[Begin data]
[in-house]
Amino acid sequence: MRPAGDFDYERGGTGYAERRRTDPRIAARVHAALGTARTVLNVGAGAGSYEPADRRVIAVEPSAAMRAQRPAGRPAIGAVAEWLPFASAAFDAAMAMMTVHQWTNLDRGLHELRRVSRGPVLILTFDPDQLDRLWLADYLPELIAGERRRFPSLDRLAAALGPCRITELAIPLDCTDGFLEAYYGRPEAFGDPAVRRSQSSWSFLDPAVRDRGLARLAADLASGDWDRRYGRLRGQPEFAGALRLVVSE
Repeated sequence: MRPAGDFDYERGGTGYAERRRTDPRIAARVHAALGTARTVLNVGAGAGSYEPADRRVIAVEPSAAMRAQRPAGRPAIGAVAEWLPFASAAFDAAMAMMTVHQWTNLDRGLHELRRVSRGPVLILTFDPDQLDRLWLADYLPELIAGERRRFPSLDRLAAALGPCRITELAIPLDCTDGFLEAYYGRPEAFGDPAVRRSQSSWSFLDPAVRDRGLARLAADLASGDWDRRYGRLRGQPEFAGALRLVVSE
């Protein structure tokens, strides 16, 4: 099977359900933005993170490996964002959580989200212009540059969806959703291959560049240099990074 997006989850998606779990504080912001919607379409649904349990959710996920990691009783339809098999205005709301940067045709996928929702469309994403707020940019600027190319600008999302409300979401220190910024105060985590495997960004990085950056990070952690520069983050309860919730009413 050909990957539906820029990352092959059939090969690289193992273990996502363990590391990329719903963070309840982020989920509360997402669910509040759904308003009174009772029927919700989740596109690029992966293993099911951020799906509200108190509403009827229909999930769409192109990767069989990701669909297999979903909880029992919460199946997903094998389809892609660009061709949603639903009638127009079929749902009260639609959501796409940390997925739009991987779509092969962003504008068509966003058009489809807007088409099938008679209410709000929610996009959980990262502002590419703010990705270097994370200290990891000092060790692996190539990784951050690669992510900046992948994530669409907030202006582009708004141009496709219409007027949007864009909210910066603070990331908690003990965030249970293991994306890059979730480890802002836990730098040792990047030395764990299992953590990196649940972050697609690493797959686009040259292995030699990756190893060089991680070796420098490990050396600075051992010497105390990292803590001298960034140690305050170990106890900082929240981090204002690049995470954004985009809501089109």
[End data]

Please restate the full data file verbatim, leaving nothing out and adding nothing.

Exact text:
[in-house]
Amino acid sequence: MRPAGDFDYERGGTGYAERRRTDPRIAARVHAALGTARTVLNVGAGAGSYEPADRRVIAVEPSAAMRAQRPAGRPAIGAVAEWLPFASAAFDAAMAMMTVHQWTNLDRGLHELRRVSRGPVLILTFDPDQLDRLWLADYLPELIAGERRRFPSLDRLAAALGPCRITELAIPLDCTDGFLEAYYGRPEAFGDPAVRRSQSSWSFLDPAVRDRGLARLAADLASGDWDRRYGRLRGQPEFAGALRLVVSE
Repeated sequence: MRPAGDFDYERGGTGYAERRRTDPRIAARVHAALGTARTVLNVGAGAGSYEPADRRVIAVEPSAAMRAQRPAGRPAIGAVAEWLPFASAAFDAAMAMMTVHQWTNLDRGLHELRRVSRGPVLILTFDPDQLDRLWLADYLPELIAGERRRFPSLDRLAAALGPCRITELAIPLDCTDGFLEAYYGRPEAFGDPAVRRSQSSWSFLDPAVRDRGLARLAADLASGDWDRRYGRLRGQPEFAGALRLVVSE
């Protein structure tokens, strides 16, 4: 099977359900933005993170490996964002959580989200212009540059969806959703291959560049240099990074 997006989850998606779990504080912001919607379409649904349990959710996920990691009783339809098999205005709301940067045709996928929702469309994403707020940019600027190319600008999302409300979401220190910024105060985590495997960004990085950056990070952690520069983050309860919730009413 050909990957539906820029990352092959059939090969690289193992273990996502363990590391990329719903963070309840982020989920509360997402669910509040759904308003009174009772029927919700989740596109690029992966293993099911951020799906509200108190509403009827229909999930769409192109990767069989990701669909297999979903909880029992919460199946997903094998389809892609660009061709949603639903009638127009079929749902009260639609959501796409940390997925739009991987779509092969962003504008068509966003058009489809807007088409099938008679209410709000929610996009959980990262502002590419703010990705270097994370200290990891000092060790692996190539990784951050690669992510900046992948994530669409907030202006582009708004141009496709219409007027949007864009909210910066603070990331908690003990965030249970293991994306890059979730480890802002836990730098040792990047030395764990299992953590990196649940972050697609690493797959686009040259292995030699990756190893060089991680070796420098490990050396600075051992010497105390990292803590001298960034140690305050170990106890900082929240981090204002690049995470954004985009809501089109």